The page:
Russia’s primary modern nuclear command post, the National Defense Command and Control Center, was opened in 2014 and contains within it the Nuclear Strategic Forces Command and Control Center. This Center manages nuclear weapons operations as directed by Russia’s political and military leaders.[18] Russia has two, possibly three underground nuclear command and control bunkers, one at Kosvinsky Kamen in the Northern Ural Mountains, and another at Mt. Yamantau in the Southern Ural mountains (the latter may have shut down and likely was a government continuity relocation site similar to the US Rock Raven facility outside of Washington, DC). Each of the military services (Strategic Rocket Force, Navy, Airspace Force, and the Army has its own command post with communications and computing support. In November 2020, Russian President Putin revealed that Russia has activated a new underground nuclear command bunker and, like the United States, also has stationary and mobile command posts spread across the country.[19] How many of the dispersed nuclear command posts around Moscow (said to be about eighty in the early 1980s) remain today is unknown.[20] How many of the dispersed nuclear command posts around Moscow (said to be about eighty in the early 1980s) remain today is unknown.[21]

Figure 5: Former Soviet Union Strategic Communications Systems (Airborne Left, SSBN Right)

Source: V. Yarynich, C3I: Nuclear Command, Control Cooperation, Center for Defense Information, Washington DC, 2003, p. 135 et passim, at:

Russia’s strategic communications relied on an extensive array of radio and cable communications across frequencies and media to link these command posts with nuclear forces located across eleven time zones. Communications included landlines, radiotelephone, microwaves, and satellites. The mainstay of connectivity was long-haul HF communications which was then supplemented by satellites operating in low orbit and in elliptical orbits during the Cold War.

The system also reportedly has an automated launch system as well as a rocket. These were to be fired as a last resort and were dedicated to transmitting fire orders in extremis to nuclear forces should Russia’s nuclear command posts be incapacitated or destroyed in a war.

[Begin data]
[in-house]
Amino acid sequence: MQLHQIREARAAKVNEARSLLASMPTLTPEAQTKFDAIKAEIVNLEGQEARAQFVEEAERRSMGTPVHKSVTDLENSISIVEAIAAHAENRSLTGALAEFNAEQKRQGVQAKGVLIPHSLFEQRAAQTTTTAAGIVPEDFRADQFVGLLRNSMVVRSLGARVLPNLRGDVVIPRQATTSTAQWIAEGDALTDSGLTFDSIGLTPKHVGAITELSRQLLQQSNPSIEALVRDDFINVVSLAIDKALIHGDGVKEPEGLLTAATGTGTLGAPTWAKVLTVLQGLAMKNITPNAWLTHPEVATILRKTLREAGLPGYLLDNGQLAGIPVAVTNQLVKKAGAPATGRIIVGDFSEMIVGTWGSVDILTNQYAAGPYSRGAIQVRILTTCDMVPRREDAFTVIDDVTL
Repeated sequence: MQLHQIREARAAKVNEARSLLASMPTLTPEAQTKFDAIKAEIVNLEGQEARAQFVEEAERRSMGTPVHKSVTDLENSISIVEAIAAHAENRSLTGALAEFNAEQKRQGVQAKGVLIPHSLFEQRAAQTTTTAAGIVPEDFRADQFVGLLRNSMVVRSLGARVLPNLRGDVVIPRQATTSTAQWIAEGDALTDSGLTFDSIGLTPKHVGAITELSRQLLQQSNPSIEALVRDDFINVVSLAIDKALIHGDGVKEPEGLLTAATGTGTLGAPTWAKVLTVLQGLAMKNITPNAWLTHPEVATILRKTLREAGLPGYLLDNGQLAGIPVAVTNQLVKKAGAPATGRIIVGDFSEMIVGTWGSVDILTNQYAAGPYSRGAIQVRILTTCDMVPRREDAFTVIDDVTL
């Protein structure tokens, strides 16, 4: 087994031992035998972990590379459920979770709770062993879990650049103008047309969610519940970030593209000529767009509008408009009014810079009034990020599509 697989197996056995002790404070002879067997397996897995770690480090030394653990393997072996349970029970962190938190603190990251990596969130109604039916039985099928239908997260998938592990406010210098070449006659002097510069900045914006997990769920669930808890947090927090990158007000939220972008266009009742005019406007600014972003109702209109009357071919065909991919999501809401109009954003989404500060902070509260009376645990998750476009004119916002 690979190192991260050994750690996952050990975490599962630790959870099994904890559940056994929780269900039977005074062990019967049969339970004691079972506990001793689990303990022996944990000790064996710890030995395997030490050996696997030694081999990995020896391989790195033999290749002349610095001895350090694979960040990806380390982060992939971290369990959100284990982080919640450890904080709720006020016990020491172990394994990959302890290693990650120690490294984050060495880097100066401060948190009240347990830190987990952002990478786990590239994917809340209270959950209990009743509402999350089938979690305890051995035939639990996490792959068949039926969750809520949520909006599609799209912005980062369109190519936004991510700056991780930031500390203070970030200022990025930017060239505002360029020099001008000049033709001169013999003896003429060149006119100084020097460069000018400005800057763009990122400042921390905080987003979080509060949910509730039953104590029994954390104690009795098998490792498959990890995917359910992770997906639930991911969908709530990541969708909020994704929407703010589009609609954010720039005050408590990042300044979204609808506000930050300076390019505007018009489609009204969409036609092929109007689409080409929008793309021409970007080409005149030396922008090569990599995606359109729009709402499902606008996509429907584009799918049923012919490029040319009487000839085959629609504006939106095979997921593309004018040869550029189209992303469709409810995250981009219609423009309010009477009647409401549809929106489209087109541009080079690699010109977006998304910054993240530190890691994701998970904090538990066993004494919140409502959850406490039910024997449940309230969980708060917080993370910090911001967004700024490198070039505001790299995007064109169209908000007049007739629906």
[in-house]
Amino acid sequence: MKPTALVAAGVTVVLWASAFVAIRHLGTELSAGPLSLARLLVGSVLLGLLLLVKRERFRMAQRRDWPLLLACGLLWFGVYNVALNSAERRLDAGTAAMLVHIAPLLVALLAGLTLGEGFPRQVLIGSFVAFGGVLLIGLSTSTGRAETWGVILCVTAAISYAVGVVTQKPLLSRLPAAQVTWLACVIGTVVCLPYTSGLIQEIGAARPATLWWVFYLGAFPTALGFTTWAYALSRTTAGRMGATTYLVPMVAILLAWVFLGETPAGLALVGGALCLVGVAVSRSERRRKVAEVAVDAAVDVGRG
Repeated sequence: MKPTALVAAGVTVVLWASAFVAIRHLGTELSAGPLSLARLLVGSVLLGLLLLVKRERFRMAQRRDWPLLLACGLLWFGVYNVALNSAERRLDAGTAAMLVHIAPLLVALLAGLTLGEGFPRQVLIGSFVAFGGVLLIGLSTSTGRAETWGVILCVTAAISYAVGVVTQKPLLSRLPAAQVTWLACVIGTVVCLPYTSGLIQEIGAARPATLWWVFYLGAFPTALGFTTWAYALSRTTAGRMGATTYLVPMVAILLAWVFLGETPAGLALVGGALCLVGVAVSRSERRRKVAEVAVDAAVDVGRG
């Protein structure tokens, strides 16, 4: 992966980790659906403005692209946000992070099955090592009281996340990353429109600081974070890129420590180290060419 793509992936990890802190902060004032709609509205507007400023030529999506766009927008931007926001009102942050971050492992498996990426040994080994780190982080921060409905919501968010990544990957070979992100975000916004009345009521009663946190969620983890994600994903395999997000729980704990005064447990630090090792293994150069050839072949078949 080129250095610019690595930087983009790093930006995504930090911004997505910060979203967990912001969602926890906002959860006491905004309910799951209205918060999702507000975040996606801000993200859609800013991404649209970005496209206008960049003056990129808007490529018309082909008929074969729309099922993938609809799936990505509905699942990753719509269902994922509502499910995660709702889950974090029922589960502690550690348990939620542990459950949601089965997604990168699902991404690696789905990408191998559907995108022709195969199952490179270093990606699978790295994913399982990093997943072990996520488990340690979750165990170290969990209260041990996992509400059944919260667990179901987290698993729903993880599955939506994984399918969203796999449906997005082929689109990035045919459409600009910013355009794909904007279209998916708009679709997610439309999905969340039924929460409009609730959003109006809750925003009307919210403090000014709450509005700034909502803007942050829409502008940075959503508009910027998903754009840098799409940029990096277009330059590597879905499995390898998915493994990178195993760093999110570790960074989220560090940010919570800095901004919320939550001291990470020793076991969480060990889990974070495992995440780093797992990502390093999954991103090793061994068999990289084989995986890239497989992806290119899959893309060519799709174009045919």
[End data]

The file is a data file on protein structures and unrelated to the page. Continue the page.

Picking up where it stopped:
As American nuclear forces shifted from bomber to missiles in the early 1960s, the former Soviet Union developed its early form of missile-detection radar. These became operational in 1970 in the form of two “Dnepr” radars near Murmansk and Riga and the Command Post near Moscow. The former Soviet Union {FSU] also began to develop its early warning satellites, although these remained far behind American satellite capabilities to provide a two-echelon missile tracking system that provided 360-degree monitoring along all borders. At the end of the Cold War and throughout the 1990s, the now-Russian early warning system more or less collapsed. For a period, Russia operated its forces without any operating early warning satellites, and the radars were also degraded by age, lack of funding, and de-staffing. In 2014, the decaying legacy satellite system was down completely,[22] leaving Russia solely reliant on its old radars.

Today, Russia has deployed two new modern Voronezh radars and a new constellation of early warning satellites known as the United Space System, or EKS, that have restored Russia’s ability to detect early and confirm missile attack. However, by admission of the experts contracted to construct the system, it remains error-prone, especially the ground components.[23]

Overall, the Russian system is far flung but highly centralized and top down compared with the relatively flat and distributed American nuclear command and control system. During the Cold War, the former Soviet Union’s (hereafter FSU) pyramidal structure made the Russian system prone to an error made at the top and center that is propagated quickly throughout the whole system, whereas the American system, being more devolved into regional commands, tends to not propagate errors across different parts of the world. Whether this remains the case today is an interesting question.

Chinese NC3[24]